Climate Change Doha Agreement

Vuk Jeremić, president of the UN General Assembly, said the fight against climate change must become a “central national interest” of every UN member state. He outlined plans to hold a high-level thematic debate on climate change, green energy and water sustainability at the resumed 67th session of the UN General Assembly. The issue proved controversial and was referred to ministerial consultations on 5 December by Edna Molewe (South Africa). It stated that the main political issue was the possible creation of an institutional arrangement such as a mechanism. An institutional mechanism has been proposed by developing countries, while industrialized countries have been reluctant to accept it. After the last night of the negotiations, COP 19 hosted a text on the creation of institutional arrangements “such as an international mechanism” to address the loss and damage suffered by developing countries, which are particularly vulnerable to the negative effects of climate change. The text also recalls that the functions and modalities of such an international mechanism are developed in accordance with the role of the Convention and include: improving knowledge of comprehensive approaches to risk management; strengthen dialogue with relevant stakeholders; and improving measures and assistance to deal with loss and damage. • urges parties to other industrialised countries to make climate finance commitments known if their financial situation so permits; The changing dynamics of the negotiations could be the beginning of a new world order at another level. Developing countries have begun to look to the future with different perspectives. A coalition formed in Bonn, consisting of Colombia, Peru, Costa Rica, Chile, Guatemala and Panama, officially expressed itself in Doha as AILAC (Association of Independent Latin American and Caribbean States).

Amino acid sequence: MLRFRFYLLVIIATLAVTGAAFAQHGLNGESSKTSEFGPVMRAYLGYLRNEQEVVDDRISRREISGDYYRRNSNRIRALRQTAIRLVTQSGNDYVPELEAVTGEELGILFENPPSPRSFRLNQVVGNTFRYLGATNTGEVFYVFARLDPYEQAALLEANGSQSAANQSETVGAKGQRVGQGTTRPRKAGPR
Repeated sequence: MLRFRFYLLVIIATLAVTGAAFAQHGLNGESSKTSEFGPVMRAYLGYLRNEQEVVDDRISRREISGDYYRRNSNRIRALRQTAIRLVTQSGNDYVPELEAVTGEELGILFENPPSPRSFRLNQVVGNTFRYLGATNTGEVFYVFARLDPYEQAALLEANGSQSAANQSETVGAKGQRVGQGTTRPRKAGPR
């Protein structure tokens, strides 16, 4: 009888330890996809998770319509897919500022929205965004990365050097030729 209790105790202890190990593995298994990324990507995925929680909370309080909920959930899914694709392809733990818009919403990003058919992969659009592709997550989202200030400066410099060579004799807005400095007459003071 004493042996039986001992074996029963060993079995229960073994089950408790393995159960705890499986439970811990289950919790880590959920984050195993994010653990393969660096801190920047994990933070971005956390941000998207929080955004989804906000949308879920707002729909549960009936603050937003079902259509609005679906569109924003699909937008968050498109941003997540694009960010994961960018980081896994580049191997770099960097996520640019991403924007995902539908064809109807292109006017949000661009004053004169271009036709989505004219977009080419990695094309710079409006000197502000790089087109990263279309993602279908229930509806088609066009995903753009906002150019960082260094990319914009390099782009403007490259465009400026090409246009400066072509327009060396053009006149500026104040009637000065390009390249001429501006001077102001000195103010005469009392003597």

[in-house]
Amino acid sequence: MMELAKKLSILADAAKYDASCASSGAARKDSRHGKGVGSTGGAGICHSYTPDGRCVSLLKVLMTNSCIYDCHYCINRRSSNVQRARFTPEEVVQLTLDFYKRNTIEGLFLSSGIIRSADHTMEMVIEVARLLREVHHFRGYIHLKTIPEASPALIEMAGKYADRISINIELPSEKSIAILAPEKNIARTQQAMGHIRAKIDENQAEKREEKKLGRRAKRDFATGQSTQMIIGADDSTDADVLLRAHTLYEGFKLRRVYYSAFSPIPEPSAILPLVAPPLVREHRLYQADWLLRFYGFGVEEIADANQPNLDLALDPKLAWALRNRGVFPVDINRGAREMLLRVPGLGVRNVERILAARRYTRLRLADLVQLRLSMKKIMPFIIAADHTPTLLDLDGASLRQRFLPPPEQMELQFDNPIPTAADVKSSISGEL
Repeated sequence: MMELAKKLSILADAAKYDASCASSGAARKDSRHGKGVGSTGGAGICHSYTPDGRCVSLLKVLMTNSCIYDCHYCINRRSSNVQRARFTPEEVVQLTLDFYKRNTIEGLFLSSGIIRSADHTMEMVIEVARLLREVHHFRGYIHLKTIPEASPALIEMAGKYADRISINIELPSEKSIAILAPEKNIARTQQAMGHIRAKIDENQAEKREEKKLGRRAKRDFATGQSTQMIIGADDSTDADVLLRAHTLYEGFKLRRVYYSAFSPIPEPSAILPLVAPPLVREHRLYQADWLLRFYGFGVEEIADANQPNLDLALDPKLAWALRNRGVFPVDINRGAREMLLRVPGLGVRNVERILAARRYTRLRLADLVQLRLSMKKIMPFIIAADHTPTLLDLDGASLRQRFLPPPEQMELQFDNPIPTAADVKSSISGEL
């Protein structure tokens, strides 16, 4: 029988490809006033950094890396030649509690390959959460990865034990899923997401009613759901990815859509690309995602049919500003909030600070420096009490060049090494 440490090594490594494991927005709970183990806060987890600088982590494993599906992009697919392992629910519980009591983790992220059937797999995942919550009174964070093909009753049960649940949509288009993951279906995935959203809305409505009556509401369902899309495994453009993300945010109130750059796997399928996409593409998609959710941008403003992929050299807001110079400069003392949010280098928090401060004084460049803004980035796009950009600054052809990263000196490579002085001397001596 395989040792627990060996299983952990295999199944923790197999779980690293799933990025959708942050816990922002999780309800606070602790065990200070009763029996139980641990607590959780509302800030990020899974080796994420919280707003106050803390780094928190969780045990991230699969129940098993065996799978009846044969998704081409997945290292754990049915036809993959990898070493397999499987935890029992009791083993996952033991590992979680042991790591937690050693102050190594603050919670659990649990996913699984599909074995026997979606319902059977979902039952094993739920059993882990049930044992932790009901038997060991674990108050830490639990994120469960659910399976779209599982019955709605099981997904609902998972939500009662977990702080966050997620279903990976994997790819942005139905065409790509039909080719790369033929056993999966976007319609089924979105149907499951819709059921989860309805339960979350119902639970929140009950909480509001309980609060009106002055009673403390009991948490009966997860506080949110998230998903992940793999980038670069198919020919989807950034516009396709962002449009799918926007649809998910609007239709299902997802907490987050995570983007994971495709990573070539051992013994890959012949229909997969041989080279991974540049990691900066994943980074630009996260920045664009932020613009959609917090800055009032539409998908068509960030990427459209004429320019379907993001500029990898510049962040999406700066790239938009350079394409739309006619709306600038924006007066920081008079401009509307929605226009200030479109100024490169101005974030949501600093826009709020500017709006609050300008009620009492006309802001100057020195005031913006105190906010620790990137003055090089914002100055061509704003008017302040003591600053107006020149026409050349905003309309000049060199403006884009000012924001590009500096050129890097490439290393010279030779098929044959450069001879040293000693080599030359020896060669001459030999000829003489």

According to its members, AILAC is “based on the collective belief that a strong and robust agreement is the most effective way to achieve the goal of a world below 2 degrees.” Meanwhile, another group called a “like-minded group,” composed mainly of members of the Arab group, from some Latin American countries, including Argentina, Venezuela, Bolivia and Ecuador, as well as India and China, appears to have a strong footing in Bonn since June. Its objective is to maintain the convention`s principles of common but differentiated responsibilities and justice, as well as the historical responsibility of industrialized countries in climate change. This failure increases the risk of an increase in global average temperatures of 2 degrees Celsius by the end of the century. The United Nations Environment Programme`s (UNEP) 2012 emissions report points out that if the world does not accelerate action on climate change, total greenhouse gas emissions could reach 58 gigatons by 2020 (up from 40 gigatons in 2000), well above the level that scientists say it would likely keep the temperature rise below 2°C. • reviews progress in the implementation of the programme of work on loss and damage and has found that a number of approaches are needed to address the loss and damage caused by the negative effects of climate change, including the effects of extreme weather events and slow events. and effectively addressing the challenge of climate change requires a compromise of monumental magnitude on the part of all countries. . . .

About Paul Demuth

I am a freelance photographer and wedding photographer, working in London, Sussex and the south east. I have been working as a photographer for over 12 years and prior to that I worked as an image retoucher and photography manager. I work with business, disability organisations and charities offering lifestyle and corporate photography. I also photograph weddings, family celebrations, portraits, interiors and products.
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